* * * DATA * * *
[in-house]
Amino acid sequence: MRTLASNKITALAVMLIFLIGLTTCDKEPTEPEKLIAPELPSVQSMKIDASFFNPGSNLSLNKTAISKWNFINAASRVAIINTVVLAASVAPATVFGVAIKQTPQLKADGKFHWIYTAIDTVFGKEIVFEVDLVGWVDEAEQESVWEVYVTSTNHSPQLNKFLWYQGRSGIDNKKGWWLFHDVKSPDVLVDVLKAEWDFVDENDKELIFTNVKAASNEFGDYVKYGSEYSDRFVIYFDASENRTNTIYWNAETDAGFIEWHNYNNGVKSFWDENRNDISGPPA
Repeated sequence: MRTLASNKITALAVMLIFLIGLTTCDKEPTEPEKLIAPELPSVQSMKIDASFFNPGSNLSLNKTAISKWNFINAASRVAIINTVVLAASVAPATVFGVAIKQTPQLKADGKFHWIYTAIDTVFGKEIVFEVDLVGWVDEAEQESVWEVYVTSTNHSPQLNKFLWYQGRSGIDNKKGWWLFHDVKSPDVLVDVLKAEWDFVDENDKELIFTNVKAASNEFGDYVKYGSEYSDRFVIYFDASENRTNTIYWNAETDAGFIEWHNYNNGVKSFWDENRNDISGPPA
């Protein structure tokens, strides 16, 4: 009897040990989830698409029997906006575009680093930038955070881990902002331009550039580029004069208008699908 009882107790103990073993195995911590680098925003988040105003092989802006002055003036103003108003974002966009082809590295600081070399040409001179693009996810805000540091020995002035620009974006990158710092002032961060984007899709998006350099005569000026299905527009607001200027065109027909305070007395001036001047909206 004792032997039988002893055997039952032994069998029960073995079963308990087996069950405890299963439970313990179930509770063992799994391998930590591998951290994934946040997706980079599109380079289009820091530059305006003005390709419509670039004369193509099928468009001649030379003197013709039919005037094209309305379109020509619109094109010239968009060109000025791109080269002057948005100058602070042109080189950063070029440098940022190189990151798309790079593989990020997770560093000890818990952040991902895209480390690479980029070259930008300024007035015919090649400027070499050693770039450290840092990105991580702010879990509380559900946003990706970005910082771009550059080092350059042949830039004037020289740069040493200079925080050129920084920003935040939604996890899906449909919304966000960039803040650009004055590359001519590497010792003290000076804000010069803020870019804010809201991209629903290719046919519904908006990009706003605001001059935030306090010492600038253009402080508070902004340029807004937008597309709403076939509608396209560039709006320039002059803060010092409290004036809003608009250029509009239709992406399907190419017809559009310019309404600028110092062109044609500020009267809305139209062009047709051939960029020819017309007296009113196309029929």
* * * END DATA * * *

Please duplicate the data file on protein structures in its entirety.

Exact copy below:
[in-house]
Amino acid sequence: MRTLASNKITALAVMLIFLIGLTTCDKEPTEPEKLIAPELPSVQSMKIDASFFNPGSNLSLNKTAISKWNFINAASRVAIINTVVLAASVAPATVFGVAIKQTPQLKADGKFHWIYTAIDTVFGKEIVFEVDLVGWVDEAEQESVWEVYVTSTNHSPQLNKFLWYQGRSGIDNKKGWWLFHDVKSPDVLVDVLKAEWDFVDENDKELIFTNVKAASNEFGDYVKYGSEYSDRFVIYFDASENRTNTIYWNAETDAGFIEWHNYNNGVKSFWDENRNDISGPPA
Repeated sequence: MRTLASNKITALAVMLIFLIGLTTCDKEPTEPEKLIAPELPSVQSMKIDASFFNPGSNLSLNKTAISKWNFINAASRVAIINTVVLAASVAPATVFGVAIKQTPQLKADGKFHWIYTAIDTVFGKEIVFEVDLVGWVDEAEQESVWEVYVTSTNHSPQLNKFLWYQGRSGIDNKKGWWLFHDVKSPDVLVDVLKAEWDFVDENDKELIFTNVKAASNEFGDYVKYGSEYSDRFVIYFDASENRTNTIYWNAETDAGFIEWHNYNNGVKSFWDENRNDISGPPA
């Protein structure tokens, strides 16, 4: 009897040990989830698409029997906006575009680093930038955070881990902002331009550039580029004069208008699908 009882107790103990073993195995911590680098925003988040105003092989802006002055003036103003108003974002966009082809590295600081070399040409001179693009996810805000540091020995002035620009974006990158710092002032961060984007899709998006350099005569000026299905527009607001200027065109027909305070007395001036001047909206 004792032997039988002893055997039952032994069998029960073995079963308990087996069950405890299963439970313990179930509770063992799994391998930590591998951290994934946040997706980079599109380079289009820091530059305006003005390709419509670039004369193509099928468009001649030379003197013709039919005037094209309305379109020509619109094109010239968009060109000025791109080269002057948005100058602070042109080189950063070029440098940022190189990151798309790079593989990020997770560093000890818990952040991902895209480390690479980029070259930008300024007035015919090649400027070499050693770039450290840092990105991580702010879990509380559900946003990706970005910082771009550059080092350059042949830039004037020289740069040493200079925080050129920084920003935040939604996890899906449909919304966000960039803040650009004055590359001519590497010792003290000076804000010069803020870019804010809201991209629903290719046919519904908006990009706003605001001059935030306090010492600038253009402080508070902004340029807004937008597309709403076939509608396209560039709006320039002059803060010092409290004036809003608009250029509009239709992406399907190419017809559009310019309404600028110092062109044609500020009267809305139209062009047709051939960029020819017309007296009113196309029929």